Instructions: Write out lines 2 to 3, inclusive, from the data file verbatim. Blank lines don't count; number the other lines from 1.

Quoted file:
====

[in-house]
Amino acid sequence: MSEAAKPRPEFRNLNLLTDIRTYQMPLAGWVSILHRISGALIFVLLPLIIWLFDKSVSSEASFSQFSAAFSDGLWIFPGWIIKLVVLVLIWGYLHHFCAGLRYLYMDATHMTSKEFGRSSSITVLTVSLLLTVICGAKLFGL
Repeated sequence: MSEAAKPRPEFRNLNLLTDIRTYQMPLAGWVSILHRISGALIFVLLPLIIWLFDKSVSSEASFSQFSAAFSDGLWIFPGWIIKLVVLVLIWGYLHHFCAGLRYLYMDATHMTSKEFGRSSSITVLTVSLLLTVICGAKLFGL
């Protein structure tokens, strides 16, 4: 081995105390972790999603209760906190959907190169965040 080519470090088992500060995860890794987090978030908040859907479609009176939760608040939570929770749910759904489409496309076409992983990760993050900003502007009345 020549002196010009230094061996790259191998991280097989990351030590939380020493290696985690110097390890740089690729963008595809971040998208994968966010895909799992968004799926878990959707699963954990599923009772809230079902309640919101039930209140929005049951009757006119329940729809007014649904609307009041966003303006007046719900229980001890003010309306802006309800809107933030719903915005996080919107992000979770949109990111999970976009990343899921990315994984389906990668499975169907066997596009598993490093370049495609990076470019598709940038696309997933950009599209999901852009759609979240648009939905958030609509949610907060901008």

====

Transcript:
Amino acid sequence: MSEAAKPRPEFRNLNLLTDIRTYQMPLAGWVSILHRISGALIFVLLPLIIWLFDKSVSSEASFSQFSAAFSDGLWIFPGWIIKLVVLVLIWGYLHHFCAGLRYLYMDATHMTSKEFGRSSSITVLTVSLLLTVICGAKLFGL
Repeated sequence: MSEAAKPRPEFRNLNLLTDIRTYQMPLAGWVSILHRISGALIFVLLPLIIWLFDKSVSSEASFSQFSAAFSDGLWIFPGWIIKLVVLVLIWGYLHHFCAGLRYLYMDATHMTSKEFGRSSSITVLTVSLLLTVICGAKLFGL